How To Develop a Solid Returns Policy


Now that your e-commerce business is up and running and your products are going out the door, and you’ve read our articles about Shipping and Fulfillment and Drop-Shipping, it’s the time to focus on the last part (but definitely not the least important) of our shipping methods series: reverse logistics. Being able to accept returns and exchanges is key to building a successful e-commerce business, and developing a solid returns policy will help you keep your churn rate low and build a loyal customer base.

E-commerce never could have grown into the force it is today if it weren’t for the ability to reliably ship products. E-commerce, as an alternative to brick-and-mortar retail, required a dependable infrastructure in place to make it just as easy for consumers to receive their goods, otherwise shoppers would have always opt for the physical store.

For the same reason, it’s just as important to provide your customers with an efficient and straightforward way to return or exchange products. Your returns policy shouldn’t be designed to discourage returns, rather it should be seen as a value-added service for your customers.

This approach has allowed Zappos to achieve an unprecedented 75% return customer rate and break 1 billion USD in sales in 2008. Zappos has made returns a core part of their marketing strategy, which is one of the reasons why they are so often praised for having the best customer service in the business.


When it comes to developing your own returns policy, start with these key tips and philosophies:

Be Transparent

The conventional wisdom suggests that a high return rate is a bad thing, so many traditional businesses make the mistake of trying to discourage refunds and exchanges in any way they can. This often comes in the form of making it difficult for the customer to return a product, such as by not being clear and upfront about the return policy or by forcing customers to contact customer service directly.

If you force your customers to hunt for your return policy, you are ensuring that they won’t buy from you again. In fact, surveys have found that most customers want the details of a return policy ahead of the time of purchase, with 72% of German respondents and 48% of American respondents claiming they would give more business to stores that have hassle-free returns.

Tell shoppers right from the beginning how easy it is to return a product if it’s damaged or not what they expected, how much time they have to file a return, and how refunds are awarded in terms of cash, credit or product exchanges. Include this information in an obvious and easy-to-find location so shoppers never need to hunt for it.

Extend the Return Period

Most returns policies range from as short as 14 days up to 30, 60 or 90 days. Admittedly, it doesn’t seem fair to let consumers use products for much longer than that and still return their purchase free of charge.

But the latest trend, spearheaded by Zappos and, is to offer a 365-day returns policy. According to Zappos’ head of customer loyalty, Rob Siefker, the longer the return period, the more comfortable shoppers are about making their purchase in the first place, which in turn increases your overall conversion rate.

In fact, when clothing and accessories retailer 3rd Power Outlet increased their returns policy from 14 to 90 days, the total number of returns actually decreased. If consumers have more time to decide whether or not to return a product, they feel less pressure about it and are more likely to become comfortable with something even if it didn’t fully meet their expectations.


Returns are a hassle. Not only have you lost a sale but you also now have the added logistics and paperwork of managing your refunds, costing you time and money. Rather than staffing a returns department, businesses should try to automate as much of the returns process as possible.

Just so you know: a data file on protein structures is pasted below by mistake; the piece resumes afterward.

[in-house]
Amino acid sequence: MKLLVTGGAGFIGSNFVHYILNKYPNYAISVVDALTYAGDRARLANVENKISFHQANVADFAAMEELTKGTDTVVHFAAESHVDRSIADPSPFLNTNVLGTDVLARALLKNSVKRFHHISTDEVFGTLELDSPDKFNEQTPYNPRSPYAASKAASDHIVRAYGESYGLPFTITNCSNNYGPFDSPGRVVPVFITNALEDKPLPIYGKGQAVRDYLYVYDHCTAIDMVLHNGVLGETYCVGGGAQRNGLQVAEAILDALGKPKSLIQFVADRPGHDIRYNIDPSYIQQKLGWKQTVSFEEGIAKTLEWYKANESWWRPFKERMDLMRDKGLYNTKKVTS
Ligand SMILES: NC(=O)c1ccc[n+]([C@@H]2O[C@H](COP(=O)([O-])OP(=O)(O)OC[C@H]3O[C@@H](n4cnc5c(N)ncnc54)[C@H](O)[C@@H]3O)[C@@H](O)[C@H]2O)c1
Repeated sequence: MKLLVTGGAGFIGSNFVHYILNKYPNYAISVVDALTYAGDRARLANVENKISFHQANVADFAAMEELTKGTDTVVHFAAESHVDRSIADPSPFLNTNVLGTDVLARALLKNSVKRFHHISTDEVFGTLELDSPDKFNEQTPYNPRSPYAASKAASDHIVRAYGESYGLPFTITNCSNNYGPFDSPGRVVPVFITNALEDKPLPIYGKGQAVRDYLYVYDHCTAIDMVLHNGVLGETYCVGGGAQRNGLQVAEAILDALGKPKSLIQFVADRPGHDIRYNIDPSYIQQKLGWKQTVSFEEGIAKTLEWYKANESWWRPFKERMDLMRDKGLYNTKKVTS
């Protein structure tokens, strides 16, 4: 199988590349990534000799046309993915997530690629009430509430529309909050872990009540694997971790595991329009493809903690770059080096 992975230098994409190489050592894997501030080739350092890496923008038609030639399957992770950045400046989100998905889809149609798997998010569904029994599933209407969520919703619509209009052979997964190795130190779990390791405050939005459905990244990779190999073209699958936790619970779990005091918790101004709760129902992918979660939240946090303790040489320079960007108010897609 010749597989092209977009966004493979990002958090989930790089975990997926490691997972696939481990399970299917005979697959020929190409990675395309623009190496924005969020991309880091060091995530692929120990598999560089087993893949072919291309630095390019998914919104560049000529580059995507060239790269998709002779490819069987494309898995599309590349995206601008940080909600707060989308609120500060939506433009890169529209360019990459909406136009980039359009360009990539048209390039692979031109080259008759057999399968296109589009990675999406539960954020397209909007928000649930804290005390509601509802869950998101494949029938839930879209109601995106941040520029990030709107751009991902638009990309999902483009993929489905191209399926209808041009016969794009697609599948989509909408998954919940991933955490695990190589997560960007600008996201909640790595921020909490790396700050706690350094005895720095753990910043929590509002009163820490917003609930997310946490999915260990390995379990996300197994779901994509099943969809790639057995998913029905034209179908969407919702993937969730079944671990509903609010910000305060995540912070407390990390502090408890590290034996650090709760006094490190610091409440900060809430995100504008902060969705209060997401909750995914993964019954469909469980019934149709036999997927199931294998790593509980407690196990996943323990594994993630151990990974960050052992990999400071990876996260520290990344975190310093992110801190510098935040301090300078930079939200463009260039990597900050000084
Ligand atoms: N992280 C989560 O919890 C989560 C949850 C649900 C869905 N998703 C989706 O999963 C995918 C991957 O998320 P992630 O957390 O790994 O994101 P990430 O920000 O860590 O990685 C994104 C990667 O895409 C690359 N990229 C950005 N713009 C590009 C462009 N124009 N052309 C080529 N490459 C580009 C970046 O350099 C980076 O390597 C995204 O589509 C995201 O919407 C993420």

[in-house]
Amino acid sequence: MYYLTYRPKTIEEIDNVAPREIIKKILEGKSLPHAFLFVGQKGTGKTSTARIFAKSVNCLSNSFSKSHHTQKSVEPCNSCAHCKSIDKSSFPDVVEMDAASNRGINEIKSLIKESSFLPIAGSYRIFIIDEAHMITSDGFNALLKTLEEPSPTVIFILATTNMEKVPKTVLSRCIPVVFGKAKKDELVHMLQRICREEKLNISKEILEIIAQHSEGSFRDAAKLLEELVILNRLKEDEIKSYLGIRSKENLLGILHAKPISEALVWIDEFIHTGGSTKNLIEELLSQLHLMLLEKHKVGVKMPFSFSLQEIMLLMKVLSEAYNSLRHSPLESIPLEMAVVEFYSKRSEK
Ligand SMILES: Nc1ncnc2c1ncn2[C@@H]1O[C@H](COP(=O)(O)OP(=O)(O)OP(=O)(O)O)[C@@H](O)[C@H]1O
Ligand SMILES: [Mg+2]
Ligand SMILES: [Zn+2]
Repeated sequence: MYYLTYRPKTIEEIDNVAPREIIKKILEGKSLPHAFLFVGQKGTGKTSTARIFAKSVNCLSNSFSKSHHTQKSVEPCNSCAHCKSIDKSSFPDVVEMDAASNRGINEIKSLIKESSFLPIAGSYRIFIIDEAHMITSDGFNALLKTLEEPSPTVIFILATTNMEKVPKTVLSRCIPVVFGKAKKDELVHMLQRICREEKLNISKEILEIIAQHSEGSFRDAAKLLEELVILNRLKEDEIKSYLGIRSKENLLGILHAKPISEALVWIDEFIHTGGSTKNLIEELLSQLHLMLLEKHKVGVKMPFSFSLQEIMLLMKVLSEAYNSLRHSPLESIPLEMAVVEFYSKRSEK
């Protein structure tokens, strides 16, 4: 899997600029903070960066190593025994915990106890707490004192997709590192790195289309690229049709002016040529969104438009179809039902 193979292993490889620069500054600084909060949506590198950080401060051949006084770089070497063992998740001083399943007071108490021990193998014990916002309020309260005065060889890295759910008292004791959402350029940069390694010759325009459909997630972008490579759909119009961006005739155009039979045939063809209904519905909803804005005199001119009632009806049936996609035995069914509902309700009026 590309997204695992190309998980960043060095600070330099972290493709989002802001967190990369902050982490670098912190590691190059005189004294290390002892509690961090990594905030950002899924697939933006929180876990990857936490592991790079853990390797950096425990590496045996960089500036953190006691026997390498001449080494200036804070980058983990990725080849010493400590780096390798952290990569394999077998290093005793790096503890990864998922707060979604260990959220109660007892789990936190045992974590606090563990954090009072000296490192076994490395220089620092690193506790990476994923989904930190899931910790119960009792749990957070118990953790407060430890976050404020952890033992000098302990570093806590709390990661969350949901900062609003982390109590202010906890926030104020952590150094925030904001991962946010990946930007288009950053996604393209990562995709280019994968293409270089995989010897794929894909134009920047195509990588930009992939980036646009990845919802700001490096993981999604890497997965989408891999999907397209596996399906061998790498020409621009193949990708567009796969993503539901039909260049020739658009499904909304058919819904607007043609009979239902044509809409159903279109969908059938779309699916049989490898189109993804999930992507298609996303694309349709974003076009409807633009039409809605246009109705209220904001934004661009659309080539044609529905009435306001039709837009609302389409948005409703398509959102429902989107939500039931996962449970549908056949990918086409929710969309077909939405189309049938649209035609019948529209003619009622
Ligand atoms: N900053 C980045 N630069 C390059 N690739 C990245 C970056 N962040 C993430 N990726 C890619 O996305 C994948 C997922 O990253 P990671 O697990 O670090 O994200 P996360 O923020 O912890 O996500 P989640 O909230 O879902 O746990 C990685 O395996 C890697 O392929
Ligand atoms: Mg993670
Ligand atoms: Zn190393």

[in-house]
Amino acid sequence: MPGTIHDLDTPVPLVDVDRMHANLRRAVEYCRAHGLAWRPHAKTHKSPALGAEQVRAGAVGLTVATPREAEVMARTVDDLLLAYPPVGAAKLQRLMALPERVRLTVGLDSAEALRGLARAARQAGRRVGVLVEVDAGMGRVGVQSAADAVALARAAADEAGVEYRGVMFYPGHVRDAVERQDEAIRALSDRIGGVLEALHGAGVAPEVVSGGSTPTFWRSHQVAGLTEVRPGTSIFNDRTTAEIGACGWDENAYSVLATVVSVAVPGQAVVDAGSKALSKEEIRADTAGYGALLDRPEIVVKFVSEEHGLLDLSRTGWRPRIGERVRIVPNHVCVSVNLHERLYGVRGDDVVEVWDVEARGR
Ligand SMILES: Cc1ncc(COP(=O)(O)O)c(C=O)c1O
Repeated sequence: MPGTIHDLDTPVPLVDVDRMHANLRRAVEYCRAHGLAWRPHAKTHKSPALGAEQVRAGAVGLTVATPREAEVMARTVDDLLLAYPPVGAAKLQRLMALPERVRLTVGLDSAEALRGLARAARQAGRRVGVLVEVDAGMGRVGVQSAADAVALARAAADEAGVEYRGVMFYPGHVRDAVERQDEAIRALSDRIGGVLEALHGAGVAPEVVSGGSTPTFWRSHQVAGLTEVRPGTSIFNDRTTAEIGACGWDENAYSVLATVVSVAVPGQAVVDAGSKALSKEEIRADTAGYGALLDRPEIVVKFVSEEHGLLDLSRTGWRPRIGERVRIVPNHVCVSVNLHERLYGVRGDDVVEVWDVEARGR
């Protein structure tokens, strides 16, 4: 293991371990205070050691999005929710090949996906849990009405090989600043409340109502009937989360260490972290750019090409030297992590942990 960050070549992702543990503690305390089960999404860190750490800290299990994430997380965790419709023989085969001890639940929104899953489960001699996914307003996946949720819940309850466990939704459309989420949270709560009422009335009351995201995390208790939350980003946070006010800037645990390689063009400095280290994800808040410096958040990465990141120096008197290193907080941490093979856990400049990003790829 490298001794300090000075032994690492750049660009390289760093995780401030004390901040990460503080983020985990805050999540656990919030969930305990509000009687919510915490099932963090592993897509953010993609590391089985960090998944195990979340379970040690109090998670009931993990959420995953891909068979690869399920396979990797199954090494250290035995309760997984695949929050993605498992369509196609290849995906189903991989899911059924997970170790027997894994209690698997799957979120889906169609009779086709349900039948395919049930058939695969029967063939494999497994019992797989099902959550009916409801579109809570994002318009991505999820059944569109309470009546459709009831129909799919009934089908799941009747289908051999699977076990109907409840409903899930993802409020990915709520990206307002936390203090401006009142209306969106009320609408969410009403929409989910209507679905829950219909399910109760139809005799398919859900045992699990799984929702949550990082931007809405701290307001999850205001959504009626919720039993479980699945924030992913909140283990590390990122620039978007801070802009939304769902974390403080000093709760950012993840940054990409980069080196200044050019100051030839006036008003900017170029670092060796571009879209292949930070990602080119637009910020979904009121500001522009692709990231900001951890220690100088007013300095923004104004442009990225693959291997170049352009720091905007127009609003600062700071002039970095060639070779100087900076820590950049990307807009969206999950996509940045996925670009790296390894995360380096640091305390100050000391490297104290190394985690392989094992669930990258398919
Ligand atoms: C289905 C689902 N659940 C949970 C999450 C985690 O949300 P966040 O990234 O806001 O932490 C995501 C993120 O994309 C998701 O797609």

Automation benefits both you and your customers. By having a returns/exchanges form they can fill out online, you save the customer the hassle of calling in and save yourself from staffing someone to answer the phones. You can also simplify the whole process by shipping out pre-printed return labels along with every purchase so that the customer has nothing to worry about.

Be Accurate and Descriptive

At the end of the day, you still want to keep your return rate low. The best way to do this is to be as accurate and informative in your product descriptions as possible. Include everything you can, such as the product’s dimensions, colour, weight, material, and whether there are any additional elements required such as batteries or specific maintenance requirements. And of course, include several detailed photos.

Ask for Feedback

Finally, your returns policy contributes significantly to your customer’s overall experience. Even if you followed each of these tips to the tee, you’ll never know how solid your returns policy is until you ask your customers. If they are not impressed enough to come back for more, ask them why and adapt your policy to meet their expectations.

After having a positive returns experience, 95% of shoppers will revisit an online store to make another purchase and 45% of them will actually recommend you to their friends, according to Endicia. So when it comes to managing your shipping and fulfillment, don’t forget about this all-important step of developing a solid returns policy.

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Shipping and Fulfillment: Choosing the Right Methods


We’re living in a digital economy. Though still only a small portion of the total retail market, the effect that e-commerce has had on the way people buy and sell around the world has wide-reaching implications that affect the lives of everybody taking part in the economy, online or offline.

The growth of e-commerce has been so rapid for two reasons: access and convenience. Access because it gives businesses the ability to offer their products and services to consumers regardless of distance or geopolitical boundaries, and convenience because it empowers consumers to shop from anywhere and have products delivered directly to their doorstep.

This is why cross-border commerce is reshaping the retail landscape and why being able to ship your products in a timely and effective manner is so integral to the success of e-commerce. However, the logistics of shipping and fulfillment can be a challenge for small businesses, so we’re going to take this opportunity to break it down for you.